Q&A: How successful is chronic Achilles tendonitis repair?

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How successful is chronic Achilles tendonitis repair

- Benita


Howard R. Fox, DPM, FACFS - LocateADoc.com

Well Benita, as you may already know, Achilles tendonitis is an inflammation of the Achilles tendon, usually one discrete portion of the tendon, and typically an inch or two above the ankle.  Technically, it’s the joint fluid between the tendon and the tendon sheath that’s inflamed.  The treatment is rest, wearing a heel lift, oral anti-inflammatory medication and physical therapy, usually in the form of gentle stretches, ice massages and even acupuncture.  Since tendons receive a relatively poor blood supply, they take a long time to heal.  In very stubborn cases when nothing seems to work, the patient is placed in a below-knee cast with the foot angled down, off-weight bearing, to completely rest it for several weeks.
Surgery is very rarely necessary for this, and if you’ve had all this and are contemplating surgery because nothing seems to be working, I’d first make absolutely certain you only have an Achilles tendonitis, and not a partial tear of the tendon or irritation from a bone spur.  A good diagnostic ultrasound or an MRI would detect this if the “slices” obtained are thin enough (3 mm or less).  If this involves both feet, you should be worked up for an underlying arthritic condition that can present as Achilles tendonitis before contemplating surgery.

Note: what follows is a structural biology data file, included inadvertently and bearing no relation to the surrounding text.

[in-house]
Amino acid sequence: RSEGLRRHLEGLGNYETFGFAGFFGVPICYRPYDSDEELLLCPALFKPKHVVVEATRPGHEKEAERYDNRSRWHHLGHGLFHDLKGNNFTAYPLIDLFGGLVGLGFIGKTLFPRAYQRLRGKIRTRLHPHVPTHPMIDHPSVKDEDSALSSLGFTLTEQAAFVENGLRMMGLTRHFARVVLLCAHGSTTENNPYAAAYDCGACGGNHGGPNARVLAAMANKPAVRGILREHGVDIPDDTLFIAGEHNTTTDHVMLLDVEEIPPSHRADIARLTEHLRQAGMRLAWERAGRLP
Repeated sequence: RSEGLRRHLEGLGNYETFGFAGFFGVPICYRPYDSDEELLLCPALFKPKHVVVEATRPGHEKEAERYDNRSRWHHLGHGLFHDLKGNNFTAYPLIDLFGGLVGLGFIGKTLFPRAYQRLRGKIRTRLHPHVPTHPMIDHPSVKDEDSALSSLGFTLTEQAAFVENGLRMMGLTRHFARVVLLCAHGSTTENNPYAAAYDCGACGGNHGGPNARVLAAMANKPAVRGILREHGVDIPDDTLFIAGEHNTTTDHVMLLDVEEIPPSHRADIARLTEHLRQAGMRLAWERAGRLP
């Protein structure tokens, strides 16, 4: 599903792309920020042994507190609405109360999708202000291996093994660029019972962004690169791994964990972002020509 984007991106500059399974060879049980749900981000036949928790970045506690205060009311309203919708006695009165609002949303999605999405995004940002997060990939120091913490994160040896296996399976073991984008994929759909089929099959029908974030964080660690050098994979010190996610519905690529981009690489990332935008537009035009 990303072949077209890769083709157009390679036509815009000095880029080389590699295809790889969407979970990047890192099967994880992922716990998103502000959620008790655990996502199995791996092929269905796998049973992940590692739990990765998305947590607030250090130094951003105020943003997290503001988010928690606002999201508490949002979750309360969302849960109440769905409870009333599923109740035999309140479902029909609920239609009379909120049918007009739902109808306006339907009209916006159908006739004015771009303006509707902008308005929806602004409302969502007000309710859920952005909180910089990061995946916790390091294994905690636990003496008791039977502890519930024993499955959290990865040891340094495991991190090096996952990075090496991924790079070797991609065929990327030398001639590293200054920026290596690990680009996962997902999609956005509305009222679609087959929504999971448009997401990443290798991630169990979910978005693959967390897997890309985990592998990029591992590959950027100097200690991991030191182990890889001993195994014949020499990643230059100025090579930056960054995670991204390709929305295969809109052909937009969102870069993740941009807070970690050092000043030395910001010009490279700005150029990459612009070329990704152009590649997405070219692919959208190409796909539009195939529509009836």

To specifically answer your question, the success of the surgery depends on what kind of surgery you’re going to have.  If there is a shortening of the Achilles tendon and the pull on it needs to be reduced, the preferable procedure is something called a gastrocnemius recession, where the calf muscle is lengthened.  The recovery from this is far faster and better than lengthening the Achilles tendon directly, since, like I mentioned, tendons have a poor blood supply and take longer to heal than muscle, which has an excellent blood supply.  If shortening is the cause of your tendonitis, gastroc recessions are very successful.  If the tendon itself is just being “cleaned up” (releasing the tendon from its sheath and removing any fibrosis, calcium or thickened tissue), the success rate is about 70%.  While a 70% success rate is a lousy success rate for surgery, I believe the main reason it’s as low as this is because there are a number of patients who have this surgery when they aren’t properly diagnosed and worked-up and there is a tear or underlying arthritic disease or a tightness of the tendon which wasn’t also address, so it tends to come back.  If the patient is properly worked up and the diagnosis is accurate, the success is in the high 90’s.
When in doubt, get a second opinion.  It’s a stubborn problem, and I know this first-hand, since I’m dealing with a low-grade Achilles tendonitis myself now for a few years.
Best of luck to you!!!

--Howard R. Fox, DPM, FACFS
Staten Island, NY

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